MSCI Shuns Most of China's $7 Trillion Market in Index Proposal

  • Number of eligible mainland companies cut to 169 from 448
  • Shares limited to large-cap firms accessible via Hong Kong

MSCI Inc.’s latest attempt to bridge the gap between China and global asset managers involves whittling down the number of shares that index-tracking investors may be forced to own by more than half.

Only 169 mainland China-listed companies will be considered for inclusion by benchmark gauges, down from 448 under a previous proposal, and all will be large-cap shares currently accessible to foreign investors through exchange links with Hong Kong. The weighting of yuan denominated stocks, known as A shares, would be just 0.5 percent of the MSCI Emerging Market Index, half the previous suggested level, according to a consultation paper published on MSCI’s website Wednesday.

MSCI is surveying stakeholders for the fourth time on the merits of having members of China’s $7 trillion equity market in its benchmark indexes. Previous efforts have foundered on concerns over issues such as repatriation limits and excessive trading suspensions. With Chinese officials signaling they’re in no rush to meet the last of the index compiler’s demands, MSCI’s less ambitious proposal have increased the chance of success, analysts said.

"It bodes well for the possibility of A-share inclusion," said Chen Li, Hong Kong based strategist with Credit Suisse Group AG. The likelihood of this happening in June has risen to "40 percent compared with earlier 20 percent," given it’s "unlikely" China will lower capital controls for this, Chen said.

Under the latest proposal, the offshore yuan will be used for index calculations, rather than the onshore currency as previously suggested. To address investor concerns over the relatively high number of A-share suspensions, stocks that have been halted for more than 50 days in the past 12 months wouldn’t be eligible, according to the statement.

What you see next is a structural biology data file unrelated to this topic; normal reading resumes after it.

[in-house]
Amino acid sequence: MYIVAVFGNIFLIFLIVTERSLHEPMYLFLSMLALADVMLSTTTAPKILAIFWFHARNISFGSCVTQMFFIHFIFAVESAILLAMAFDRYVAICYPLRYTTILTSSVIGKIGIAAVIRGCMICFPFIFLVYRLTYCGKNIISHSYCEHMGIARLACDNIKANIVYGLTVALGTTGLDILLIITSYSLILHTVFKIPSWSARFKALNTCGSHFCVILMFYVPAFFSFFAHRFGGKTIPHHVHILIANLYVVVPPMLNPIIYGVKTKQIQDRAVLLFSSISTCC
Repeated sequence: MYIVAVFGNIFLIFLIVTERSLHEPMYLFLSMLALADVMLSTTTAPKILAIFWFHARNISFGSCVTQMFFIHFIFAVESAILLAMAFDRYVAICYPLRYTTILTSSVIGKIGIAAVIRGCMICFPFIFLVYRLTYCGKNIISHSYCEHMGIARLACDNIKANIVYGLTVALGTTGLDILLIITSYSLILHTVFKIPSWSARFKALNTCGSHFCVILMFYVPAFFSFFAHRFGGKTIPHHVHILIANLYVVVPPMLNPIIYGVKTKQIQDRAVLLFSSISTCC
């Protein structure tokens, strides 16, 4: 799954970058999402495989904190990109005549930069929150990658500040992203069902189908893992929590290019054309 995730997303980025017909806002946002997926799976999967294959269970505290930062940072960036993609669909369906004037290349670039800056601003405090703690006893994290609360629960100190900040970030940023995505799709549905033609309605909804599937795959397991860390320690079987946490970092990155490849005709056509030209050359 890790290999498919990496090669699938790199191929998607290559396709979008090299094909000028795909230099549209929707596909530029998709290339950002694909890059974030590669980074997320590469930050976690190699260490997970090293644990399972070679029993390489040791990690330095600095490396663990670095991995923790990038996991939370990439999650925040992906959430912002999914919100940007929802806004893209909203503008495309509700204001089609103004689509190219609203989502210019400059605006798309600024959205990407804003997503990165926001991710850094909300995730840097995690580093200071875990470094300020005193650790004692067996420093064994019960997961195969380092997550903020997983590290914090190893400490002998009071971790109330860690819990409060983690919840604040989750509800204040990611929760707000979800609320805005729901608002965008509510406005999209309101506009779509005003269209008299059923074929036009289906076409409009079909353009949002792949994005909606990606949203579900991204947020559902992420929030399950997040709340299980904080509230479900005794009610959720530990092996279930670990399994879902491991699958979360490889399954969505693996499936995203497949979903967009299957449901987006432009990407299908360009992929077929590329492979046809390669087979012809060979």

No Rush

"This move will enhance the possibility for A-share inclusion," said Paul Pong, managing director at Pegasus Fund Managers Ltd. in Hong Kong. "Previously one major concern was that it might be difficult to pull money out in a timely fashion."

The nation is in no rush to win inclusion because the equity market has enough liquidity and differences over the development of index futures won’t easily be resolved, Fang Xinghai, vice chairman of the China Securities Regulatory Commission, said in January.

MSCI, compiler of one of the world’s most followed emerging-market indexes, said last year that it will reconsider adding Chinese domestic shares in its 2017 review. The rejection surprised analysts at many major banks, including Goldman Sachs Group Inc. and Citigroup Inc. Chinese shares traded in offshore markets such as Hong Kong and the U.S. are already part of MSCI’s gauges.

"It feels like the MSCI is making a concession, making it easier for A shares to be included, so I think the move boosts the possibility," said Hao Hong, Hong Kong-based strategist with Bocom International Holdings Co.

— With assistance by Jeanny Yu, Amanda Wang, and Tian Chen

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